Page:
Book summary: This book does not claim to be a representative collection, with delegates from each of the numerous republics that make up the Soviet Union. It is merely a friendly meeting of a group of writers, each of whom introduces his own subject.
Mikhail Sholokhov, a Russian author of world fame, tells about the fate of a man, while Yon Drutsa, a young Moldavian writer, gives a gently humorous portrayal of his industrious and buoyant countrymen.
The Lithuanian Petras Cvirka and the Estonian Eduard Vilde, the Uzbek Abdullah Kahhar and the Abkhazian Mikhail Lakerbai offer glimpses of the recent past of their republics, while the Armenians Derenik Demirjyan and Aksel Bakounts consider life from the philosophical angle.
Yury Rytkheu, a young Chukchi from the Far North, writes in the straightforward, ingenuous manner typical of his people, while Andrejs Upits, veteran Lettish author, whose eightieth birthday was celebrated not so long ago, resorts to the grotesque.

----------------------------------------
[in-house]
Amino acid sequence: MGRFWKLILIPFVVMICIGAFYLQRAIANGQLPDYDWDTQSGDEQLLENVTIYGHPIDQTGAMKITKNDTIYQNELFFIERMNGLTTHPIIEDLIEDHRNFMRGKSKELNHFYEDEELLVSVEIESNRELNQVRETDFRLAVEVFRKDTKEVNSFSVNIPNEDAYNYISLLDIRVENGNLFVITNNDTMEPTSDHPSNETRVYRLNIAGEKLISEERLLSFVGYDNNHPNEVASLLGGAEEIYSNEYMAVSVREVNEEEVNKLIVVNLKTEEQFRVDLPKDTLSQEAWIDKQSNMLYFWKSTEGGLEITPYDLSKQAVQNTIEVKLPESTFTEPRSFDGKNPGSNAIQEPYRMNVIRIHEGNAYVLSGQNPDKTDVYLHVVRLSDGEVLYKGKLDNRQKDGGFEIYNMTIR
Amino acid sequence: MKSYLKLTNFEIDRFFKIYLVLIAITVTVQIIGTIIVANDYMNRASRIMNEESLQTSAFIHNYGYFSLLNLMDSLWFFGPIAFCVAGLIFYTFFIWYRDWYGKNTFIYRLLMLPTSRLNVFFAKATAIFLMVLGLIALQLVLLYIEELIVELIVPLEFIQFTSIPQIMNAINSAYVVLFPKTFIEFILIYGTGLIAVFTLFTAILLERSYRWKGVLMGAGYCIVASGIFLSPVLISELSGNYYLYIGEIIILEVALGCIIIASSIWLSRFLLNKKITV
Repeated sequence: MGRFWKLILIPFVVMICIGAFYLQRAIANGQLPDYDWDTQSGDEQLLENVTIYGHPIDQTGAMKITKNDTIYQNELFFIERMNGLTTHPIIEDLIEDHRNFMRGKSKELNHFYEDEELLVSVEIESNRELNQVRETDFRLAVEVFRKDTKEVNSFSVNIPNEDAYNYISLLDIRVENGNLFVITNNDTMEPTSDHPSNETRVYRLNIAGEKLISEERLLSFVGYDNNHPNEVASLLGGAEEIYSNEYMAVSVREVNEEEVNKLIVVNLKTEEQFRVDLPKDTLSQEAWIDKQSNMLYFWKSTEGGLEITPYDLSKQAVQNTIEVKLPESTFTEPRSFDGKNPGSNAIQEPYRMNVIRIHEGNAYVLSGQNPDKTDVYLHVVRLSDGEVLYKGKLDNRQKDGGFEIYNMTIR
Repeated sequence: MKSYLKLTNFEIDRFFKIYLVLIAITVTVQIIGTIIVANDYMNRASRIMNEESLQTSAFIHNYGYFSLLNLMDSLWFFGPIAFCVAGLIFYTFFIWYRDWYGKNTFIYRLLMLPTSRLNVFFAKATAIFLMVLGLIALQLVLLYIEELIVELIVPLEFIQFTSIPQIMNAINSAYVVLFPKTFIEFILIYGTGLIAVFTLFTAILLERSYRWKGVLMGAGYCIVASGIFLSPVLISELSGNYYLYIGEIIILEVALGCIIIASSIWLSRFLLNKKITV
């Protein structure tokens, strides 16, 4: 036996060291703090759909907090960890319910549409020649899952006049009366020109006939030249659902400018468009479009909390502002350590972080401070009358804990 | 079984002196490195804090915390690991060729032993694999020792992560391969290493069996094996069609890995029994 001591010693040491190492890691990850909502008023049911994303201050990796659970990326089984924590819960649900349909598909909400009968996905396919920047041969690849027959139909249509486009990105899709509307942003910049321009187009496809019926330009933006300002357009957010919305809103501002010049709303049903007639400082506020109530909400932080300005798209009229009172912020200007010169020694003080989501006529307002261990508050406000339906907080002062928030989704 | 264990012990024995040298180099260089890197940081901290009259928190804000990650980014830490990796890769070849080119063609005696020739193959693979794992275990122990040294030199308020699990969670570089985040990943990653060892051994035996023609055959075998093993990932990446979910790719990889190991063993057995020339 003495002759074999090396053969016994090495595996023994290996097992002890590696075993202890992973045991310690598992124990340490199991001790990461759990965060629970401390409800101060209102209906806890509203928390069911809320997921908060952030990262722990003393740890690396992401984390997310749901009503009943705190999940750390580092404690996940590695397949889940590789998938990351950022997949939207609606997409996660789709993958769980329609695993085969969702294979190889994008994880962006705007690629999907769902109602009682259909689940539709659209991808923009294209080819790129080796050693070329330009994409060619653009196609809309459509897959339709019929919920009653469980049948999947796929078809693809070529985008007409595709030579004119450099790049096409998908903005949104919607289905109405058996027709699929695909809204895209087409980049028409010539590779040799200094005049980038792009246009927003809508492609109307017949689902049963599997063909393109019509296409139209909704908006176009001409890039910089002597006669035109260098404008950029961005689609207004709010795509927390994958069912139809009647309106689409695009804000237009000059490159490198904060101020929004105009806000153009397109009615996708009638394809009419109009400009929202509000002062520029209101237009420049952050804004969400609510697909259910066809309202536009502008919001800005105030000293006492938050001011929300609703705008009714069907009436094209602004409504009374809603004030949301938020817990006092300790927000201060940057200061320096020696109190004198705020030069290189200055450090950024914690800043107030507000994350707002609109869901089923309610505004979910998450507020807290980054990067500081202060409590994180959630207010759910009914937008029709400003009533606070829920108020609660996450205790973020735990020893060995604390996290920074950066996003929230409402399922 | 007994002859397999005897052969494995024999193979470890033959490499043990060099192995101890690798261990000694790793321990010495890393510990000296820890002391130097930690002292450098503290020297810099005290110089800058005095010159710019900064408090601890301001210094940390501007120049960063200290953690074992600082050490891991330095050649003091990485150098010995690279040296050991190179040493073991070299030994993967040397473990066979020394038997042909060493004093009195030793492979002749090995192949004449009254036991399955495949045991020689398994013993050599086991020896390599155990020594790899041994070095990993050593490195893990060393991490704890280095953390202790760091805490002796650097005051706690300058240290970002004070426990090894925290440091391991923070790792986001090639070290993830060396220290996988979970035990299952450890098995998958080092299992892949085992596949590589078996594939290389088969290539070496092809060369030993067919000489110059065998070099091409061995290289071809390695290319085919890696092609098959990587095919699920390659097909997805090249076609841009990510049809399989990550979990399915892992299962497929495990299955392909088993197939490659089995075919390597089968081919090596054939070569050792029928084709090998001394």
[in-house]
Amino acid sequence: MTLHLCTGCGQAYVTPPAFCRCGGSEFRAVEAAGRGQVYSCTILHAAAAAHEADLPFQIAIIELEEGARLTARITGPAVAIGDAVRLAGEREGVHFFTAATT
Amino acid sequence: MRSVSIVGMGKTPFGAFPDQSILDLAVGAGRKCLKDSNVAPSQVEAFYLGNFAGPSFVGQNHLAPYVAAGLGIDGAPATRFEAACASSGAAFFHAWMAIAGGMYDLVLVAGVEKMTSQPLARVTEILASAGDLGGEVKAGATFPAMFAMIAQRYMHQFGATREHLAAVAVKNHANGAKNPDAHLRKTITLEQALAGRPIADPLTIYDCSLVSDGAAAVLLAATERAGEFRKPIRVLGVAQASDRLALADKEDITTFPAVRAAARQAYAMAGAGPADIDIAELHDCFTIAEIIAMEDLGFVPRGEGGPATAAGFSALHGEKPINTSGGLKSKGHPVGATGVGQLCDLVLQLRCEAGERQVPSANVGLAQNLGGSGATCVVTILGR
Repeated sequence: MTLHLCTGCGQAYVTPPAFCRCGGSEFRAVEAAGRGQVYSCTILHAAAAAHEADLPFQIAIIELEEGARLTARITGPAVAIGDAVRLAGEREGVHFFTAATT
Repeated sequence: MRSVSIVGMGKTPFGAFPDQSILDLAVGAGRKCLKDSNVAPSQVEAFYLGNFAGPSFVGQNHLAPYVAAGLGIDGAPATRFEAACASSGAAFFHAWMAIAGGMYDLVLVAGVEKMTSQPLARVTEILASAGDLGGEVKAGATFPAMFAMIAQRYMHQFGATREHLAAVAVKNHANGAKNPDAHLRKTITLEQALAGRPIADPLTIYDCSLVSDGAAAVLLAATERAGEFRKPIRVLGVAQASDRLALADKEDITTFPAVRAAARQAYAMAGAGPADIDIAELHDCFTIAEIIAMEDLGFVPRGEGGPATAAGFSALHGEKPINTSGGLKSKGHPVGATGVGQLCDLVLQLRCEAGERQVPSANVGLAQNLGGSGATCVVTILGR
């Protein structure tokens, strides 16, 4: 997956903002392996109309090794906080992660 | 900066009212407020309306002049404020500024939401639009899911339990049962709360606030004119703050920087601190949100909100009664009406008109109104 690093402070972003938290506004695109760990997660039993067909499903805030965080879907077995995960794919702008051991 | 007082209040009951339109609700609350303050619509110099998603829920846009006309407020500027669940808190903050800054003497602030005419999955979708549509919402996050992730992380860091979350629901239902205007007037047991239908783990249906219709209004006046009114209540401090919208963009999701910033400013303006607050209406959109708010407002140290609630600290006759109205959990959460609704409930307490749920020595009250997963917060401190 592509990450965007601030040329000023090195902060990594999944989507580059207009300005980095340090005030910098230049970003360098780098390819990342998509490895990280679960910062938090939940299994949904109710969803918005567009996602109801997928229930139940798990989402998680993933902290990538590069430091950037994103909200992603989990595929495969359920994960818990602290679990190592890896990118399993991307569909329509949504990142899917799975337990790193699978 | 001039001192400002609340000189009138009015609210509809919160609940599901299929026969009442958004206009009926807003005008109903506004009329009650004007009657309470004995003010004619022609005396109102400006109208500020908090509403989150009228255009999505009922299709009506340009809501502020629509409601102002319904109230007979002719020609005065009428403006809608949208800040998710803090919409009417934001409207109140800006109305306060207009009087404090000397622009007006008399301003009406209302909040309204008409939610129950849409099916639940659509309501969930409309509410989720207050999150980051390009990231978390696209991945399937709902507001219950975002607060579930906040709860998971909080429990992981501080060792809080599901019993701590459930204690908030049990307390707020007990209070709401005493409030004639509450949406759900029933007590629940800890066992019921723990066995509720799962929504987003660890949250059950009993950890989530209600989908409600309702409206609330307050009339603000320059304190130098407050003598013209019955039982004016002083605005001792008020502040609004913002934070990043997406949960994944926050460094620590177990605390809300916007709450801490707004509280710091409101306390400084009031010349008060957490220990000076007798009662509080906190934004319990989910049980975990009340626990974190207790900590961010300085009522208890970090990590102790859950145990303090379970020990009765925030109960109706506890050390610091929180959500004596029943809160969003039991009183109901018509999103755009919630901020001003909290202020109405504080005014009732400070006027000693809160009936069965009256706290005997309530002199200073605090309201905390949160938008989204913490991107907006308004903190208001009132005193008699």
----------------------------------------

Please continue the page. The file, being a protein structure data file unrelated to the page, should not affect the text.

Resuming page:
Love and duty, war and peace, the clash between new and old psychology, and the local color of the various republics, are dealt with in one way or another.
As a whole the collection gives a fair idea of some aspects of life in pre-revolutionary Russian and the Soviet Union.